Shipboard Integration of Sensors & Weapons System
INGAR MOEN and GREG WALKER
© 2005 FrontLine Defence (Vol 2, No 4)

There is a growing emphasis to extract the maximum performance from existing shipboard sensors and weapons, as the threat evolves, technology advances and the cost to replace them become prohibitive. Additional cost effective performance is available through updating the processing hardware; implementing advanced processing and sensor integration algorithms; and through better coordination of assets. Making these improvements, while retaining the existing sensors and weapons can result in a significant increase in ship survivability, without incurring the costs associated with replacing the systems. The use of models and simulators will quantify the predicted increase in performance to ensure that the changes are worth doing.

With respect to Above Water Warfare (AWW), there is a clear and critical need to address the advances in threat systems and the consequent demands on shipboard operations, particularly with regard to littoral environments. Trends in anti-ship missiles include supersonic speeds, traveling at lower altitudes, and smaller radar cross sections. These systems may use a combination of active and passive homing, thus making them more difficult to detect by a ship’s sensors and providing less reaction time for the ships’ weapon systems. Emerging threats with imaging seekers in the optical and milli­metre wave bands will render traditional countermeasures ineffective. As modern sensor and weapon technologies evolve in order to counter increasingly sophisticated threats, the volume, rate and complexity of information will steadily grow.

There is a clear need for the integration of shipboard sensors and weapons to support higher level shipboard command and control functions and to enable critical new approaches to ship self defence against anti-ship missiles.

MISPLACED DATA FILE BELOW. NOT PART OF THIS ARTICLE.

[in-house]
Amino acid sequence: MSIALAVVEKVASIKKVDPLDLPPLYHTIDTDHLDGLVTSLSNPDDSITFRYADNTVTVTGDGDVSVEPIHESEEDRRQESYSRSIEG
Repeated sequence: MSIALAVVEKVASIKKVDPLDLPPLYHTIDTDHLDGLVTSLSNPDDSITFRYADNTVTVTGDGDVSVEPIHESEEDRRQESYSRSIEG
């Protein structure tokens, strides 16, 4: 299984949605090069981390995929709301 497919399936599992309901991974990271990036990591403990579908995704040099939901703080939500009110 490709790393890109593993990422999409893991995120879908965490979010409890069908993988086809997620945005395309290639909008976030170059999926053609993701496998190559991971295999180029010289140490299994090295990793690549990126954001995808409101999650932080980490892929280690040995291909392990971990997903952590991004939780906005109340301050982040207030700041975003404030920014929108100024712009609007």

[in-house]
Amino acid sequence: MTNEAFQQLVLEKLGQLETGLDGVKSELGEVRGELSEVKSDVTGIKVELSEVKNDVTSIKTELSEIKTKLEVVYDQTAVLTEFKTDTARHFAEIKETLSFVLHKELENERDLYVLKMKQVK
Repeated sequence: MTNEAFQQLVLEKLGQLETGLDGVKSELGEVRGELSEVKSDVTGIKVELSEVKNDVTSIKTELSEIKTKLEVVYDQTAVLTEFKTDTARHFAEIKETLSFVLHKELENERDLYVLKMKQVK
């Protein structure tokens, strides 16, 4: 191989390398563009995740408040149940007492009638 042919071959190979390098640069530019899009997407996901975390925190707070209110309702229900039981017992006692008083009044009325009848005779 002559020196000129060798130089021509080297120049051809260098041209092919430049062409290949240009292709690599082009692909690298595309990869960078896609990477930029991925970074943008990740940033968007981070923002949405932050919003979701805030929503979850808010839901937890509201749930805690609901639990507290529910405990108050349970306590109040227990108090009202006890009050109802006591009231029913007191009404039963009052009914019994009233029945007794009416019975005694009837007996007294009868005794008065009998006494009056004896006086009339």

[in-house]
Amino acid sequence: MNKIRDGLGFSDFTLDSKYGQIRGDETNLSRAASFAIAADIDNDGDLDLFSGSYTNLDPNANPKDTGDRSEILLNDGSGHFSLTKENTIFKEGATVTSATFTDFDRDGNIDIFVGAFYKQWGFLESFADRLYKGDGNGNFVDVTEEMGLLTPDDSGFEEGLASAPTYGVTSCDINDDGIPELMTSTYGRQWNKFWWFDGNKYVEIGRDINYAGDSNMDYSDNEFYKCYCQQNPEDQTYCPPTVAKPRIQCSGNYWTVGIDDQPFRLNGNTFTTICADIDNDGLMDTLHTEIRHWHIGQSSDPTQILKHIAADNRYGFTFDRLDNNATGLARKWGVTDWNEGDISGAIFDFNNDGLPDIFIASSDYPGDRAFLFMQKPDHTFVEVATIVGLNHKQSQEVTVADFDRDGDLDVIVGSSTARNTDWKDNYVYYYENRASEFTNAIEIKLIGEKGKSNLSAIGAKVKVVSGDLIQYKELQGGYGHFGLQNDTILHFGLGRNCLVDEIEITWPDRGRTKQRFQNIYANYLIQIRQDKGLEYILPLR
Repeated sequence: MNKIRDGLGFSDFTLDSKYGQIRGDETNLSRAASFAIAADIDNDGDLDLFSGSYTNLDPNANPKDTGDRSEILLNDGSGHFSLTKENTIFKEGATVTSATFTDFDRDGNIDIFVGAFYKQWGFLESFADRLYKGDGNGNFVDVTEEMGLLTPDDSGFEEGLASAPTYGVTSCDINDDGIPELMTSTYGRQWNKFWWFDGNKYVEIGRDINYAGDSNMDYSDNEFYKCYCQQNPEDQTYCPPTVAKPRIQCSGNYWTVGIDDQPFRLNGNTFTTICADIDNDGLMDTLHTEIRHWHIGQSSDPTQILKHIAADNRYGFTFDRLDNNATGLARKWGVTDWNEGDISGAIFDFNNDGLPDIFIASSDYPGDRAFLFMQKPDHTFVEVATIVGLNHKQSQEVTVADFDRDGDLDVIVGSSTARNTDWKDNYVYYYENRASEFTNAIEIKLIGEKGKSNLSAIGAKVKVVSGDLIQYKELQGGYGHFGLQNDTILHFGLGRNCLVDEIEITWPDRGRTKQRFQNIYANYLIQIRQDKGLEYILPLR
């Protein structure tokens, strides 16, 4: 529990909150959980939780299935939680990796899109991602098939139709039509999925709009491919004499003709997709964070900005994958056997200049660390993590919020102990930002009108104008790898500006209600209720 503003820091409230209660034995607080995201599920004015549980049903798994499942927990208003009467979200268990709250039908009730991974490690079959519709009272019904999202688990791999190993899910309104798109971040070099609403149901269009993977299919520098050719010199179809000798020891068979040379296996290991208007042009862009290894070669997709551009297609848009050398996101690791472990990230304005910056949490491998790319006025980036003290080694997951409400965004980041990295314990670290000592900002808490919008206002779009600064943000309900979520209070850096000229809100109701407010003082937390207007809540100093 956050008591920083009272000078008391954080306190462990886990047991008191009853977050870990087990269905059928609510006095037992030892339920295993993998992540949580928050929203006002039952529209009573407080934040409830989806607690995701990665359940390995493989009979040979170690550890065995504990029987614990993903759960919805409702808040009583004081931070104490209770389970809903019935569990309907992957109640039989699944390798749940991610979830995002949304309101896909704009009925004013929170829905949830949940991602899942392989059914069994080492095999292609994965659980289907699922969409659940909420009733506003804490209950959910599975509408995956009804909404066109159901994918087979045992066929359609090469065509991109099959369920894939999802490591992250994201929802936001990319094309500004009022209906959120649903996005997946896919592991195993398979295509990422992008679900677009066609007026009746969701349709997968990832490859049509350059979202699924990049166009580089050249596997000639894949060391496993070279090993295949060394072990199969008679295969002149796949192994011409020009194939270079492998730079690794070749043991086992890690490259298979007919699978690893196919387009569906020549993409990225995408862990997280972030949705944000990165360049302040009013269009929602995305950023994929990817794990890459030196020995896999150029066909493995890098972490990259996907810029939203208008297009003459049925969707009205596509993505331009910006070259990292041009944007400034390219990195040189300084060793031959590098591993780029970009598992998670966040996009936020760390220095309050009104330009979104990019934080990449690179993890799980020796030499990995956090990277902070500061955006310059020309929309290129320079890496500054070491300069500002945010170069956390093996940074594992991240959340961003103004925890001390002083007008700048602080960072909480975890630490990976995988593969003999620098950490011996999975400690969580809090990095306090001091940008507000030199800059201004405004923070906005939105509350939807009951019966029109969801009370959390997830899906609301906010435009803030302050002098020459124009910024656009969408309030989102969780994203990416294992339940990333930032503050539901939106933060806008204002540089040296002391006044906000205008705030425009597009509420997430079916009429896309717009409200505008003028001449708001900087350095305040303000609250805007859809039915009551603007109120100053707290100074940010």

Ship Signature models show the "flash" of CFAV Quest's increase in radar cross section at broadside and off broadside angles. Dark colors indicate a small RCS; brighter colors indicate a "hotspot" or large RCS, due to a corner reflector, or vertical surface reflecting energy back to the radar system. These increase the visibility of the ship to threats.

The purpose of the Defence R&D Canada SISWS Technology Demonstra­tion Project is to develop, validate and demonstrate new technologies aimed at improving the survivability of a ship through the use of novel AWW sensor and weapon management techniques. SISWS will demonstrate that an ­integrated AWW sensor and weapons ­management system can:

  • extend ship’s engagement limits;
  • win back reaction time; and
  • increase the probability of successful engagements.

These technologies will be investigated, modelled, developed, evaluated, and demonstrated, partially thorough a sea trial. This approach will be followed for the main SISWS activities:

  • demonstrating real time environmental modeling system to the ships to assist Command in employment of sensors and weapons; and interfacing environmental modeling tools to the sensor and weapon managers to optimize the use of these resources;
  • validating the sensor management processes that yield improvements in track information thus increasing chance of survivability; and
  • validating the weapon management techniques that will optimize ship’s survivability and maximize number of engagements.

Environmental Modeling
Shipborne environmental models can be fed with real metrological data gathered from the ship’s sensors. These models will calculate the effects of terrain, ­clutter and propagation characteristics of the environment, to predict the performance of own ship’s search and track sensors. The ranges at which the ship is detectable to hostile sensors can also be calculated with a knowledge of the infrared (IR) and radar transmission characteristics, coupled with our own ship’s signature models. This shipboard capability can provide real time operational decision support to the ship’s commander.

Ship’s signature models have been generated to assess the vulnerability of the ship to weapons that guide on the IR image or use the radar cross section (RCS) of the ship to reflect electro-magnetic energy. The ship’s RCS data is generated by performing electromagnetic scattering calculations using a computer-aided design model of the ship; these predictions are validated using a radar for taking measurements of the ship. Figure 1 shows the flash (brighter colours) of an increase in the RCS section of the Canadian Forces Auxiliary Vessel (CFAV) Quest. Models have also been made of several other vessels, such as the Canadian Patrol Frigates and conceptual models of the Joint Support Ship (JSS).